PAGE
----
DANVILLE – A Georgetown woman is raising money to help five local families this holiday season because she believes in loving people in purposeful ways.
“We’re on this Earth for something bigger than ourselves,” Leslie Sconce said.
Sconce, who is an office specialist for Danville Area Community College’s corporate and community education division, started raising money last month for the family of DACC Presidential Scholar Rachelle Tiu, whose mother, Juvy, is fighting Stage 4 cancer.
“Rachelle is our student worker, and her father, Andy Tiu, was a security guard out here at the mall,” Sconce said, explaining her relationship to the family.
“Rachelle’s parents came to America from the Philippines for a better life,” Sconce said. “They came here because Juvy got a nursing job at the Hawthorne Inn.
“Her mom beat cancer once, but now it’s spread. They thought it was in remission because the markers were so low, but in reality it has metastasized and now it’s Stage 4, and it’s in her liver and her lungs,” she said.
“We truly miss her being at Hawthorne Inn,” Amy Lockwood-Thompson, director of marketing and public relations at Liberty Village, said. “Many of our staff members continue to stay in touch with her.
“Through her first time battling cancer, she continued to work and never complained about what all she was going through,” Lockwood-Thompson said of Tiu. “She’s definitely one of the most compassionate and caring nurses I’ve ever worked with. Her dedication to her patients is truly admirable.
“I truly believe her positive attitude will help her beat this horrible disease,” she added.
Sconce agreed that Juvy has remained upbeat throughout her battle, but also has been making final preparations for her family. She started chemotherapy Nov. 20, but “her big bucket list was to bring her mom here so she could see her one last time.”
“Juvy just started chemo last week, and she’s the glue that holds the family together,” she said. “My heart was breaking because all Juvy wanted was her mom.”
Sconce asked Rachelle and her family for permission to start a GoFundMe campaign in October to raise $7,000 to bring Juvy’s mom to the United States and cover her travel expenses.
“We raised close to about half of that amount,” she said of the initial fundraiser. “They have been getting money from their church and others, too.
“Rachelle’s grandma has her visa and her plane ticket to the U.S. Embassy in the Philippines,” Sconce said. “We hope a family friend can accompany her to the United States because she doesn’t speak English.”
Sconce reinvigorated her efforts Nov. 15 with a Facebook fundraiser for the Tiu family and added four more local families in need. She hopes to raise a total of $5,000 with that campaign.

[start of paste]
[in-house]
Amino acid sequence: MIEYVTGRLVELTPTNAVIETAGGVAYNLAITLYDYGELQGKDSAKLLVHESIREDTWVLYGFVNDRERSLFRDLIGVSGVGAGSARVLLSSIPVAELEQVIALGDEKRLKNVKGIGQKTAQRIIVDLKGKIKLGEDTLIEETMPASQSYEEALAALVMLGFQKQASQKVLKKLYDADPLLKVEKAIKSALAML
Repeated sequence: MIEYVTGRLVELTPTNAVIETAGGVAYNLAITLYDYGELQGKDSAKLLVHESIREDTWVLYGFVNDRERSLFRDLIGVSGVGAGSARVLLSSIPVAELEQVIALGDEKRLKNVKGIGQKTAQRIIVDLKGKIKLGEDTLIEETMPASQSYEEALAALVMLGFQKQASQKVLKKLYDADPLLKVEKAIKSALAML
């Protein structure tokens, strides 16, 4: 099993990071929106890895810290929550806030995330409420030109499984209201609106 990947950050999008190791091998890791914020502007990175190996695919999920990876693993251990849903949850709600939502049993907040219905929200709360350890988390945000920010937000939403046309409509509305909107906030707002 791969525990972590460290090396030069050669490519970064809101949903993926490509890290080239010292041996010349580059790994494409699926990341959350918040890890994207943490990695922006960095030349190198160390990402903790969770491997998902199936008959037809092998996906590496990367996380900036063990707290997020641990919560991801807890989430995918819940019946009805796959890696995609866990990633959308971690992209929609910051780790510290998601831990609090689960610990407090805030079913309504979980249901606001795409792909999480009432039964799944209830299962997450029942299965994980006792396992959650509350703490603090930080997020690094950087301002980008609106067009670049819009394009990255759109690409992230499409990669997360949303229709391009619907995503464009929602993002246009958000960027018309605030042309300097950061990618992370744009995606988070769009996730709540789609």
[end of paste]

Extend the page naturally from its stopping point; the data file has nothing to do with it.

“There are so many people that are in need,” she said. “Life seems to have a way of breaking people down. It breaks my heart.
“These are all wonderful people who need a helping hand, and what better time than at the holidays,” she added.
The additional four people in need include Paula Jones Gomez, a 1989 Georgetown-Ridge Farm High School graduate, who is diabetic, blind and has lost a leg and needs a new shower installed and other construction projects to make her home handicapped accessible; an elderly diabetic woman who needs a furnace; a young Danville man who lost his job after being involved in an accident; and another family who “doesn’t have a whole lot” and needs financial help during the holidays.
“For three of the families, it’s going to be a surprise,” Sconce said. “They don’t know we’re raising money for them.”
Aware that some people might be a little reluctant to donate to a social media-based fundraiser, Sconce has organized a couple other opportunities in the community to collect donations on Saturday, Dec. 7.
She enlisted the help of her daughter, Meghanne Jennings, who is home on Thanksgiving break from Eastern Illinois University, to help make craft items to sell at the Winter Farmers’ Market that will take place from 10 a.m. to 2 p.m. Saturday, Dec. 7, at the First Presbyterian Church, 100 N. Franklin St., Danville.
The mother-and-daughter artists will decorate glass cookie plates and create cookie cutter wreaths, wooden signs with inspirational messages and ornaments to sell at the farmers’ market.
“One hundred percent of the proceeds will go to the five families,” Sconce said of the sale of the craft items.
Following the farmers’ market, a chili supper, bake sale and silent auction will take place from 3-7 p.m. that Saturday at the Tiu family’s church, Danville Alliance Church, 2509 N. Bowman Ave.
“The pastor there jumped on board with this,” she said. “People from the church are baking things for the bake sale.”
Laura Hensgen, who is director of community education and video development at DACC, Sconce and members of the church will make the chili for the event. Peanut butter sandwiches, tea and coffee also will be served.
Bids will be accepted on silent auction items — which include gift cards to the Village Mall, a handbag, and a couple of gift baskets filled with roasted and candied nuts — throughout the chili supper until 7 p.m.
Although the chili supper, bake sale and silent auction will benefit the Tiu family, Sconce said she will have a donation box set up to collect money for the other four families in need.
“We just want to get people to come out and say ‘hi’ and support us,” she said. “People can shop at the various events out in the county and then have chili with us.”
Since starting the initial GoFundMe campaign last month, Sconce said she has been contacted by people from all over the world.
“That just proves people loving people can reach people thousands of miles away,” she said. “People need people. There are millions of people with similar needs, and if we could help one family in just a small way, it would make a world of difference.”